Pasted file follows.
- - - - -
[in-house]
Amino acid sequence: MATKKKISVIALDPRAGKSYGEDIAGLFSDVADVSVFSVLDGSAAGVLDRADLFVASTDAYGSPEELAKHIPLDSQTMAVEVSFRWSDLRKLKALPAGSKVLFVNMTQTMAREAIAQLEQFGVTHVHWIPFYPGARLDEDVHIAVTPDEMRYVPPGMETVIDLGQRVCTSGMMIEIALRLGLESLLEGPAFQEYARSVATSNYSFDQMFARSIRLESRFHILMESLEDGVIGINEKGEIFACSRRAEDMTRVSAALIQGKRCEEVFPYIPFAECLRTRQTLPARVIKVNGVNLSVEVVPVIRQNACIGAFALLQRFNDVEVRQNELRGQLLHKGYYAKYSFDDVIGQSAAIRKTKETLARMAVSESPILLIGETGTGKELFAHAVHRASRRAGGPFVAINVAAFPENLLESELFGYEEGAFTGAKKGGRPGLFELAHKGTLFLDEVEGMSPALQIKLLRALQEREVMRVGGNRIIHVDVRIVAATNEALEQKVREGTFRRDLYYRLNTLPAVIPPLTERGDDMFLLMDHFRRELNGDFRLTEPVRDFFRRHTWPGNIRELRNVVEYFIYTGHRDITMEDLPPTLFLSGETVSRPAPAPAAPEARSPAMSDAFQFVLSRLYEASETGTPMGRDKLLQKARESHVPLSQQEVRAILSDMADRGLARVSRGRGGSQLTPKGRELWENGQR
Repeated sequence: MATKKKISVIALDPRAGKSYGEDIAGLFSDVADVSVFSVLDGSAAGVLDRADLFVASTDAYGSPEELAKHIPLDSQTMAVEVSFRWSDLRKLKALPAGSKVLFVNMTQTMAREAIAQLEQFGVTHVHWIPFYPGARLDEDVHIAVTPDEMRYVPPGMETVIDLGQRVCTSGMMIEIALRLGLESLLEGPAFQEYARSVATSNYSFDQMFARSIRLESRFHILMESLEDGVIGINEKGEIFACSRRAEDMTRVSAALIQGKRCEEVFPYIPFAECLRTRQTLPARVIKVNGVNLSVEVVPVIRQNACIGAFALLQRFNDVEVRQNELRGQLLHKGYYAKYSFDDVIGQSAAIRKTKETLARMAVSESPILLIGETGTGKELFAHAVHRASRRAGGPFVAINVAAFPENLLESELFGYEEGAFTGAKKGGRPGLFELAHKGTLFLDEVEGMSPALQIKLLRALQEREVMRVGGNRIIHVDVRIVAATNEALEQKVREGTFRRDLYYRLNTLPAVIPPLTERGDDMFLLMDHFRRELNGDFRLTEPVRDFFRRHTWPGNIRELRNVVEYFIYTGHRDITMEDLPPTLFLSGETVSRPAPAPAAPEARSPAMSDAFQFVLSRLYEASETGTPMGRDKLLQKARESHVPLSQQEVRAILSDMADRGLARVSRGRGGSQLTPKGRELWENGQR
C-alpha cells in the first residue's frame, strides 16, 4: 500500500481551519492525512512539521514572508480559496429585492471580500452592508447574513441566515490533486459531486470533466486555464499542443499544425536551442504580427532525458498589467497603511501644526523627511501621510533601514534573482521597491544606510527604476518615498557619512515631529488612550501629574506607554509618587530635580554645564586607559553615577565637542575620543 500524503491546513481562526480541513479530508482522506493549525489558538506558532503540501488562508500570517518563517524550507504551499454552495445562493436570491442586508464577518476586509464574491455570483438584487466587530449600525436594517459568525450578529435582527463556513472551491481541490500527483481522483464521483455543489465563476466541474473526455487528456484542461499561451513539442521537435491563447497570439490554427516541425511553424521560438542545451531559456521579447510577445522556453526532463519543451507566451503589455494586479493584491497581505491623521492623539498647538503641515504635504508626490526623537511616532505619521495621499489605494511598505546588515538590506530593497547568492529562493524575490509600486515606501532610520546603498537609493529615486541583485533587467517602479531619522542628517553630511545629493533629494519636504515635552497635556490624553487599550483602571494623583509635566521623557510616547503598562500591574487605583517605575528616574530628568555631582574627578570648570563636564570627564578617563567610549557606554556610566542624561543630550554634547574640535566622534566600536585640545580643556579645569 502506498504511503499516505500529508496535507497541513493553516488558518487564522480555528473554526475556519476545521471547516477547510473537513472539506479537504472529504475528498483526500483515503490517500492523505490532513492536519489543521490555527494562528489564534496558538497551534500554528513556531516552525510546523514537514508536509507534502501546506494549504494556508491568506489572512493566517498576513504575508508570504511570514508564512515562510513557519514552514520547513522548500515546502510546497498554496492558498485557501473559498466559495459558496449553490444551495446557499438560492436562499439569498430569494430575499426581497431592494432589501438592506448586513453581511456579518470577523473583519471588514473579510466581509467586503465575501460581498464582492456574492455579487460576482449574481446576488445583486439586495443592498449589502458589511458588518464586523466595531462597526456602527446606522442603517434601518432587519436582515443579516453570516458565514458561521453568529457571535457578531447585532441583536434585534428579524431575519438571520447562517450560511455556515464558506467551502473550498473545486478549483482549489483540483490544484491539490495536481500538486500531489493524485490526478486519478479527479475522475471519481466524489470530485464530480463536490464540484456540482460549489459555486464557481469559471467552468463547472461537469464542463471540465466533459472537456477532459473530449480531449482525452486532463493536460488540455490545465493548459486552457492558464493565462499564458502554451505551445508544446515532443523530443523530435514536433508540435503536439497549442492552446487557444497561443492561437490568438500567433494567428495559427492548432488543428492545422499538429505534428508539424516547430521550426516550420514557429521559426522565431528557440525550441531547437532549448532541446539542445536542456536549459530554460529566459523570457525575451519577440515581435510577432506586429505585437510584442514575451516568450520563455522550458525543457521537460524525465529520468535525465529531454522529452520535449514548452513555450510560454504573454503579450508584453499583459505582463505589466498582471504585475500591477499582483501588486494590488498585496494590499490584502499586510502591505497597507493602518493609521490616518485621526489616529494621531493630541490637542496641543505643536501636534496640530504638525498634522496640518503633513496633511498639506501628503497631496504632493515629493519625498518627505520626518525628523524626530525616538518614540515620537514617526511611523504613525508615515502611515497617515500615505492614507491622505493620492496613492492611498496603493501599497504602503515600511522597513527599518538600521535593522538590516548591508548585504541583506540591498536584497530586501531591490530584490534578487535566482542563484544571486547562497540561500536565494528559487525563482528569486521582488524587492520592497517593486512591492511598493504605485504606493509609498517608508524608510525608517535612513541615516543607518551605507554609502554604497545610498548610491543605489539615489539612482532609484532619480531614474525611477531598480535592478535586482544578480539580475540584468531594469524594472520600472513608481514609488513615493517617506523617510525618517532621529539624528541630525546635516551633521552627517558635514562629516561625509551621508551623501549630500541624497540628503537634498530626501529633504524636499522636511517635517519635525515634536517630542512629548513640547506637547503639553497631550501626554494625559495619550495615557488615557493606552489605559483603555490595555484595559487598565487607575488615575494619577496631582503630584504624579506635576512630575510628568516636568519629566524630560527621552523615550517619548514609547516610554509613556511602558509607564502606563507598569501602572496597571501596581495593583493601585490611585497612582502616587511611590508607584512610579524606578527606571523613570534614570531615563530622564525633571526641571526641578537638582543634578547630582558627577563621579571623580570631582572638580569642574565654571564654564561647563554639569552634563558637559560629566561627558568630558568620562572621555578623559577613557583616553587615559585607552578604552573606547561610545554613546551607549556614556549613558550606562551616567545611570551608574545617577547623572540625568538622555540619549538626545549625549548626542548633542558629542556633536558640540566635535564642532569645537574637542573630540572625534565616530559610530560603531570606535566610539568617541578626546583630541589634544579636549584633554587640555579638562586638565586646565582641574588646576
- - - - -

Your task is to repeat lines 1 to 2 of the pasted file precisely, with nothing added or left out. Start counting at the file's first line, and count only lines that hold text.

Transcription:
[in-house]
Amino acid sequence: MATKKKISVIALDPRAGKSYGEDIAGLFSDVADVSVFSVLDGSAAGVLDRADLFVASTDAYGSPEELAKHIPLDSQTMAVEVSFRWSDLRKLKALPAGSKVLFVNMTQTMAREAIAQLEQFGVTHVHWIPFYPGARLDEDVHIAVTPDEMRYVPPGMETVIDLGQRVCTSGMMIEIALRLGLESLLEGPAFQEYARSVATSNYSFDQMFARSIRLESRFHILMESLEDGVIGINEKGEIFACSRRAEDMTRVSAALIQGKRCEEVFPYIPFAECLRTRQTLPARVIKVNGVNLSVEVVPVIRQNACIGAFALLQRFNDVEVRQNELRGQLLHKGYYAKYSFDDVIGQSAAIRKTKETLARMAVSESPILLIGETGTGKELFAHAVHRASRRAGGPFVAINVAAFPENLLESELFGYEEGAFTGAKKGGRPGLFELAHKGTLFLDEVEGMSPALQIKLLRALQEREVMRVGGNRIIHVDVRIVAATNEALEQKVREGTFRRDLYYRLNTLPAVIPPLTERGDDMFLLMDHFRRELNGDFRLTEPVRDFFRRHTWPGNIRELRNVVEYFIYTGHRDITMEDLPPTLFLSGETVSRPAPAPAAPEARSPAMSDAFQFVLSRLYEASETGTPMGRDKLLQKARESHVPLSQQEVRAILSDMADRGLARVSRGRGGSQLTPKGRELWENGQR